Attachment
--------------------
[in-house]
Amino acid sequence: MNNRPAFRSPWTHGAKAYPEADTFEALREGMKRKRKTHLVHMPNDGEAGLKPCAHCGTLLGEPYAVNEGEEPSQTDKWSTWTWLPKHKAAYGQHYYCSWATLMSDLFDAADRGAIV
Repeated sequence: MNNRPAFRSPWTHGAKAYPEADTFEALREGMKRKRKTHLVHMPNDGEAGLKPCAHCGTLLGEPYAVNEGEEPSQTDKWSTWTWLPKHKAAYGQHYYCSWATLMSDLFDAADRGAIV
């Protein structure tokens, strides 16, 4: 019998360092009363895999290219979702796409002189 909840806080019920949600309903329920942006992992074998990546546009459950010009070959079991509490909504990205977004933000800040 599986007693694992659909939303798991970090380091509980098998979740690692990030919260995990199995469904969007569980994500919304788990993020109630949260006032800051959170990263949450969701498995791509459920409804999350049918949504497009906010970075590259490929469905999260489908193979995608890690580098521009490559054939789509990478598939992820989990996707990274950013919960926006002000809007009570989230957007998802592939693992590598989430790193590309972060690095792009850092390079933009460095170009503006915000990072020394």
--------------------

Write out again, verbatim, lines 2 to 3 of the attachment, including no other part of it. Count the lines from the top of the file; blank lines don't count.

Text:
Amino acid sequence: MNNRPAFRSPWTHGAKAYPEADTFEALREGMKRKRKTHLVHMPNDGEAGLKPCAHCGTLLGEPYAVNEGEEPSQTDKWSTWTWLPKHKAAYGQHYYCSWATLMSDLFDAADRGAIV
Repeated sequence: MNNRPAFRSPWTHGAKAYPEADTFEALREGMKRKRKTHLVHMPNDGEAGLKPCAHCGTLLGEPYAVNEGEEPSQTDKWSTWTWLPKHKAAYGQHYYCSWATLMSDLFDAADRGAIV